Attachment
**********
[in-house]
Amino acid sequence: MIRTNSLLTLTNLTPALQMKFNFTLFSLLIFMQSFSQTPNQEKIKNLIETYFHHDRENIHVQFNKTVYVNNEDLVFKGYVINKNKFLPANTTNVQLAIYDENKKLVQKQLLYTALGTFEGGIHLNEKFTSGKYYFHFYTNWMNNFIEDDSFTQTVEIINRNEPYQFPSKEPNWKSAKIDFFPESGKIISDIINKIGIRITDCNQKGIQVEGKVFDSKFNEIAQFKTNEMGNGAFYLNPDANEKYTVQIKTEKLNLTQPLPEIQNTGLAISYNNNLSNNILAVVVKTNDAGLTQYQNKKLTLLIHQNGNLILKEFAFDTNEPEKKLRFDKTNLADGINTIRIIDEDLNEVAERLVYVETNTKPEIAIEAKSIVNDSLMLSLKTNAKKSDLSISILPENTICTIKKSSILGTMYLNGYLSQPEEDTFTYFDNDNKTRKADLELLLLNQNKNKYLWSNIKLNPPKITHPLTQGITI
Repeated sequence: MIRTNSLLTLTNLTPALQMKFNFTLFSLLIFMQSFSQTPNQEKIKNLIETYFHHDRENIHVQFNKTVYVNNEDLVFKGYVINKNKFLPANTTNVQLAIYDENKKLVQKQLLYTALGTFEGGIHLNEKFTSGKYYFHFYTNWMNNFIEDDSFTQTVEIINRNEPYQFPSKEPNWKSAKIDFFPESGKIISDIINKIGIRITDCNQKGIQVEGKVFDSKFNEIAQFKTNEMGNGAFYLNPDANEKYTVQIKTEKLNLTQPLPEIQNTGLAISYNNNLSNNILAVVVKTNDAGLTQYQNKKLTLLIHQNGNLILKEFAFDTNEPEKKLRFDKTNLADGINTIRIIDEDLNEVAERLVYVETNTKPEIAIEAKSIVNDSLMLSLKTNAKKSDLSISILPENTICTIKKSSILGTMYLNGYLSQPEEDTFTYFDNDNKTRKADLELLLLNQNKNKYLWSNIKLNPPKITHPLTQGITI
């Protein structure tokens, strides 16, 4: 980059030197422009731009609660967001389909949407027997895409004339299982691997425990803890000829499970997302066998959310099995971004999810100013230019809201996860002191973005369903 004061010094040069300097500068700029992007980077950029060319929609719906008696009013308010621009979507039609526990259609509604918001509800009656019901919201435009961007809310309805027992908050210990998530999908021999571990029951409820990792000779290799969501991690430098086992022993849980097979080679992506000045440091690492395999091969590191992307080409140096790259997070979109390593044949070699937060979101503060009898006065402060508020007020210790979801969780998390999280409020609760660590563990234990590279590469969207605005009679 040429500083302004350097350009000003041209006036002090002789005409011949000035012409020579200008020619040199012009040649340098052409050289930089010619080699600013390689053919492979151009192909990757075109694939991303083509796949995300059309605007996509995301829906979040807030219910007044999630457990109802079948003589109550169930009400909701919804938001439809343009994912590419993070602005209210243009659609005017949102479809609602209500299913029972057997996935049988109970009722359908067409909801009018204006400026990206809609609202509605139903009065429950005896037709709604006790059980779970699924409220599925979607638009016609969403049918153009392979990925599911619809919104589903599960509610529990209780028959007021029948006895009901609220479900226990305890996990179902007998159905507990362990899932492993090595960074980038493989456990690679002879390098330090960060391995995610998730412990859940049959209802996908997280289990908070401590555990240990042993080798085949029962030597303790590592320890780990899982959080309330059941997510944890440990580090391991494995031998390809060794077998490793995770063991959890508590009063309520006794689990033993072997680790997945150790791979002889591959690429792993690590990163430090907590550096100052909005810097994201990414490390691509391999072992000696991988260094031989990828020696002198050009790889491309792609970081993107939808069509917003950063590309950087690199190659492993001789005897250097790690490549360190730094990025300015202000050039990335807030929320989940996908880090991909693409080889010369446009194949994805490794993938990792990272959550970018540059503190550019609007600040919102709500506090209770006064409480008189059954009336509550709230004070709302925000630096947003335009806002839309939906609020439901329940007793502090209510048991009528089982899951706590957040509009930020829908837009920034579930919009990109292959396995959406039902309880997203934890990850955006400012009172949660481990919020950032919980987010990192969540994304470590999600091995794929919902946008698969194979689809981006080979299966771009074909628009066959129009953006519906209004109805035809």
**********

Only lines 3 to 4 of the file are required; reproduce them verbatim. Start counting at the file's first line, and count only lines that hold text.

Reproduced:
Repeated sequence: MIRTNSLLTLTNLTPALQMKFNFTLFSLLIFMQSFSQTPNQEKIKNLIETYFHHDRENIHVQFNKTVYVNNEDLVFKGYVINKNKFLPANTTNVQLAIYDENKKLVQKQLLYTALGTFEGGIHLNEKFTSGKYYFHFYTNWMNNFIEDDSFTQTVEIINRNEPYQFPSKEPNWKSAKIDFFPESGKIISDIINKIGIRITDCNQKGIQVEGKVFDSKFNEIAQFKTNEMGNGAFYLNPDANEKYTVQIKTEKLNLTQPLPEIQNTGLAISYNNNLSNNILAVVVKTNDAGLTQYQNKKLTLLIHQNGNLILKEFAFDTNEPEKKLRFDKTNLADGINTIRIIDEDLNEVAERLVYVETNTKPEIAIEAKSIVNDSLMLSLKTNAKKSDLSISILPENTICTIKKSSILGTMYLNGYLSQPEEDTFTYFDNDNKTRKADLELLLLNQNKNKYLWSNIKLNPPKITHPLTQGITI
């Protein structure tokens, strides 16, 4: 980059030197422009731009609660967001389909949407027997895409004339299982691997425990803890000829499970997302066998959310099995971004999810100013230019809201996860002191973005369903 004061010094040069300097500068700029992007980077950029060319929609719906008696009013308010621009979507039609526990259609509604918001509800009656019901919201435009961007809310309805027992908050210990998530999908021999571990029951409820990792000779290799969501991690430098086992022993849980097979080679992506000045440091690492395999091969590191992307080409140096790259997070979109390593044949070699937060979101503060009898006065402060508020007020210790979801969780998390999280409020609760660590563990234990590279590469969207605005009679 040429500083302004350097350009000003041209006036002090002789005409011949000035012409020579200008020619040199012009040649340098052409050289930089010619080699600013390689053919492979151009192909990757075109694939991303083509796949995300059309605007996509995301829906979040807030219910007044999630457990109802079948003589109550169930009400909701919804938001439809343009994912590419993070602005209210243009659609005017949102479809609602209500299913029972057997996935049988109970009722359908067409909801009018204006400026990206809609609202509605139903009065429950005896037709709604006790059980779970699924409220599925979607638009016609969403049918153009392979990925599911619809919104589903599960509610529990209780028959007021029948006895009901609220479900226990305890996990179902007998159905507990362990899932492993090595960074980038493989456990690679002879390098330090960060391995995610998730412990859940049959209802996908997280289990908070401590555990240990042993080798085949029962030597303790590592320890780990899982959080309330059941997510944890440990580090391991494995031998390809060794077998490793995770063991959890508590009063309520006794689990033993072997680790997945150790791979002889591959690429792993690590990163430090907590550096100052909005810097994201990414490390691509391999072992000696991988260094031989990828020696002198050009790889491309792609970081993107939808069509917003950063590309950087690199190659492993001789005897250097790690490549360190730094990025300015202000050039990335807030929320989940996908880090991909693409080889010369446009194949994805490794993938990792990272959550970018540059503190550019609007600040919102709500506090209770006064409480008189059954009336509550709230004070709302925000630096947003335009806002839309939906609020439901329940007793502090209510048991009528089982899951706590957040509009930020829908837009920034579930919009990109292959396995959406039902309880997203934890990850955006400012009172949660481990919020950032919980987010990192969540994304470590999600091995794929919902946008698969194979689809981006080979299966771009074909628009066959129009953006519906209004109805035809």